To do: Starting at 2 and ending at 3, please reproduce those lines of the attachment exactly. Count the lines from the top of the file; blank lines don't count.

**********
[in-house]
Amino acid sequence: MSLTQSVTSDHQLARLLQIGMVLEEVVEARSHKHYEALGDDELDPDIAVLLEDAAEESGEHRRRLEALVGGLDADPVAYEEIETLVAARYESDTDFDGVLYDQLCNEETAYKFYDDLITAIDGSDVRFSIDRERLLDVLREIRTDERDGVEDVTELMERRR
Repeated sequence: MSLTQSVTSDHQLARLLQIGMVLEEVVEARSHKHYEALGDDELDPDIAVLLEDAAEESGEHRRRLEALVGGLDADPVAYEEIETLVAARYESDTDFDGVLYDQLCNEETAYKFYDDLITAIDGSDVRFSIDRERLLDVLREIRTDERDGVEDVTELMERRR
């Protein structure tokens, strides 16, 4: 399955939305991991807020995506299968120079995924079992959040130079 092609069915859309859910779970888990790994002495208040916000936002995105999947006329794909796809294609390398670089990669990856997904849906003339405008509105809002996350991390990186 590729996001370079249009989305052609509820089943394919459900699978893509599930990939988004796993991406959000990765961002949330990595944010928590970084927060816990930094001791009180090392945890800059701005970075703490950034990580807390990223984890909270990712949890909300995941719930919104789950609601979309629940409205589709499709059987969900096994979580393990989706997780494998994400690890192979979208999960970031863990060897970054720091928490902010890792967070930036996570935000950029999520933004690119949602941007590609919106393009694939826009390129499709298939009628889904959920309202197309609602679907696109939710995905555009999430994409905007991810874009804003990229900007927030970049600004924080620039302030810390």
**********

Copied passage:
Amino acid sequence: MSLTQSVTSDHQLARLLQIGMVLEEVVEARSHKHYEALGDDELDPDIAVLLEDAAEESGEHRRRLEALVGGLDADPVAYEEIETLVAARYESDTDFDGVLYDQLCNEETAYKFYDDLITAIDGSDVRFSIDRERLLDVLREIRTDERDGVEDVTELMERRR
Repeated sequence: MSLTQSVTSDHQLARLLQIGMVLEEVVEARSHKHYEALGDDELDPDIAVLLEDAAEESGEHRRRLEALVGGLDADPVAYEEIETLVAARYESDTDFDGVLYDQLCNEETAYKFYDDLITAIDGSDVRFSIDRERLLDVLREIRTDERDGVEDVTELMERRR